Where do we go from here? Civil society after the 2016 Election

I took a few days to think about and gather myself, asking, what comes next? What happens now? A few things, naturally. But one of the things I took away from a conversation this morning that is helping me re-center as a researcher and activist are these two questions:

  1. What are my values when I think about the society I want to build and live in?

  2. As I am now and what I can become, what role can I play in creating that society?

Maybe what frightens me most is how clearly this election went way off the rails in terms of any sort of clear discussion about values. Do we want to build an equal society? Do we want to distribute resources such that everyone can compete on an equal playing field? Do we want to grow at any cost (because maybe there are still people who believe trickle down economics work… it’s doesn’t). I want to start here, as I reaffirmed some of my values this morning at Trinity Wall Street.

Today's prayers at Trinity Wall Street
Today’s prayers at Trinity Wall Street

I think every concrete solution requires some compromises, but what are the truths we want to fight for and focus on as we rebuild our communities. I am not sure I could tell you where Trump or anyone on his team derive their values. I pray that this regime is not as dangerous as the troop of mercenaries (meaning, without a guiding northern light of a philosophy or set of values) that they seem to be. I hope we can push this government or at least the civilian communities in political life to be more explicit in restating and clarifying our values.

I has an important conversation this afternoon where we asked the question: Do we design a government for who we are now or who we could be? What if government was designed with space to grow into what we strive to become? What if there was an ideal (or, more realistically, a set of ideals) and we created space for that growth, reflection, and critique of ourselves? What would that society look like, and what would the practice be like on the individual and community levels.

I love the stories where appealing to people privately and engaging with them can help bring teaching moments and shared values to the surface. Deep Canvassing, an effort by the Los Angeles LGBT Center and SAVE in Florida where volunteers knock on doors and have 10 minute conversations about LGBT and trans rights with voters who rejected measures to protect these communities WORKED. It changed minds in ways that perhaps blanket bans on certain behaviors and speech could not. But it was here, in civil society, that community was build and maintained a new social order. They appealed to what people could be, instead of where they were at that time, frozen as an identity.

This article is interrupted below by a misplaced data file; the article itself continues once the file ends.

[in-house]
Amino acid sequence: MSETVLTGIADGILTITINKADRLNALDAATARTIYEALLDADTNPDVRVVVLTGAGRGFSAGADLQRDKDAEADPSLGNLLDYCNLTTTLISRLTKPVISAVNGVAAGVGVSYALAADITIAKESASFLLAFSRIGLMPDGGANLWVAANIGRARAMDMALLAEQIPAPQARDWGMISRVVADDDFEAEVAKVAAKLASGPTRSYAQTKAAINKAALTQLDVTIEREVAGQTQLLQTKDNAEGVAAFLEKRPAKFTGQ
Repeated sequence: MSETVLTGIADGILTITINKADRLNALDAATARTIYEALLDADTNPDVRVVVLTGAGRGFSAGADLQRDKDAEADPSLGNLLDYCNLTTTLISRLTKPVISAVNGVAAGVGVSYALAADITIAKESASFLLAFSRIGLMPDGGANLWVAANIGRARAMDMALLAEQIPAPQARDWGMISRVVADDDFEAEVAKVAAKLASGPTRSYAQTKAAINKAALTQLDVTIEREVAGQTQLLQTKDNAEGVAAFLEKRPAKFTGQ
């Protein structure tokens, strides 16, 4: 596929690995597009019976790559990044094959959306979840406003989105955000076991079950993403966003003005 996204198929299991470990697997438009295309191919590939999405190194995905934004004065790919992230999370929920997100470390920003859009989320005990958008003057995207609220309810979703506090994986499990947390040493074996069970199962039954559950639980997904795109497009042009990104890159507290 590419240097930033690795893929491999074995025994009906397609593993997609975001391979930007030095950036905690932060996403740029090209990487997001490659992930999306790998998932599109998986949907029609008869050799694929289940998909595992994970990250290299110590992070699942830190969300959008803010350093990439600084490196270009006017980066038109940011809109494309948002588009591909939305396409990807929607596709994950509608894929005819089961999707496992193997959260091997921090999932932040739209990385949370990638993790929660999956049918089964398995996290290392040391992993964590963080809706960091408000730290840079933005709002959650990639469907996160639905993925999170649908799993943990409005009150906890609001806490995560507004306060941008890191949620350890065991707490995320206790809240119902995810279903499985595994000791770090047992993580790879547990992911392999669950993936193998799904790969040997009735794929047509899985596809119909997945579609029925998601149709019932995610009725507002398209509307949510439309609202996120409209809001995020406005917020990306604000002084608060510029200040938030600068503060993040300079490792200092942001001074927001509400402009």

An activist I admire argues that the best way to participate politically is to show up with your skill set and offer to help. What can you do to push the conversation and effort further, because not everyone should show up and community organize. Movements need fundraisers to support the community, they need a web presence and a good designer to help reach new audiences. They need writers to record their message and history. There are many ways to participate.

Now more than ever, I am reminded that civil society is part of the political conversation as much as government is, and there are so many ways to participate. We created salons 4 years ago to push our conversations about feminism and equal rights beyond our classrooms and create a place for people to ask hard questions and learn about morality, how to negotiate, friendships, and other things that we sometimes suffer through on our own. Creating community is political, we are organizing, and it is necessary. We are stronger and better equipped for debate and building new ideas when we are working together. Perhaps it is most toxic to the system when we decide not to participate or continue learning at all. And these conversations in our community can take many forms… maybe even just visions of what the future could look like for our communities, or meeting new people in your neighborhood and city, attending local events by artists or religious institutions or universities, etc.

Beyond that, I think I can contribute as a researcher, offering ideas and studies where communities have trouble competing with well-funded think tanks. Too many histories fall off the charts because they aren’t recorded in the detail they deserve, their impact goes unmeasured, unnoticed. I want to be part of fixing this problem too. But I think I need to spend a little more time thinking through the vision for my next few years as an activist and (everything else that I am).

That’s where I am for today.

(Burrowing Owls Header, Image credit to Shell Game on Flickr, Cape Coral, FL; 17 Feb 2012)

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denrsch

Tea, Tequila, and informal economy enthusiast.

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